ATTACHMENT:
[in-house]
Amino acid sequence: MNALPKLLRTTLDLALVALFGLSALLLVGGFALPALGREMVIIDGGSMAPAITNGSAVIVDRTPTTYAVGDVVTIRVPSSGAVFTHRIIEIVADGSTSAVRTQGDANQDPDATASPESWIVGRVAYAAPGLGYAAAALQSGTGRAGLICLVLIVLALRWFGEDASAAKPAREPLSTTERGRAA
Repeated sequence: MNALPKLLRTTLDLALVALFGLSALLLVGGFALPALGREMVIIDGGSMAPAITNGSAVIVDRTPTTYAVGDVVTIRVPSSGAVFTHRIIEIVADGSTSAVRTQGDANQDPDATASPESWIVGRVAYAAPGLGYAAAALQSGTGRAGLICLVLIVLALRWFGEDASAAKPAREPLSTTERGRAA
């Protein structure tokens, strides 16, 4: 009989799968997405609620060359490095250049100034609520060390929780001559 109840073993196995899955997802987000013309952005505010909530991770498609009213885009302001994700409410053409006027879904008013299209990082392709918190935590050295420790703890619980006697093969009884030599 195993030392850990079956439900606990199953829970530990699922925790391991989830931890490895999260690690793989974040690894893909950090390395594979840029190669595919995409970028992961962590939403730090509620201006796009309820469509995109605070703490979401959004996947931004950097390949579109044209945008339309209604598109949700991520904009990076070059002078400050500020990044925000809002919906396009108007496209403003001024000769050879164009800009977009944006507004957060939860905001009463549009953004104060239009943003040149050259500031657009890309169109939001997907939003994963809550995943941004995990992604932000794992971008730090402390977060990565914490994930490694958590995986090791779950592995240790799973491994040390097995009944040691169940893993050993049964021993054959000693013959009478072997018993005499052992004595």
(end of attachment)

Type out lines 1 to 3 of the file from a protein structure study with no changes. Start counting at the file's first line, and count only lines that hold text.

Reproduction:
[in-house]
Amino acid sequence: MNALPKLLRTTLDLALVALFGLSALLLVGGFALPALGREMVIIDGGSMAPAITNGSAVIVDRTPTTYAVGDVVTIRVPSSGAVFTHRIIEIVADGSTSAVRTQGDANQDPDATASPESWIVGRVAYAAPGLGYAAAALQSGTGRAGLICLVLIVLALRWFGEDASAAKPAREPLSTTERGRAA
Repeated sequence: MNALPKLLRTTLDLALVALFGLSALLLVGGFALPALGREMVIIDGGSMAPAITNGSAVIVDRTPTTYAVGDVVTIRVPSSGAVFTHRIIEIVADGSTSAVRTQGDANQDPDATASPESWIVGRVAYAAPGLGYAAAALQSGTGRAGLICLVLIVLALRWFGEDASAAKPAREPLSTTERGRAA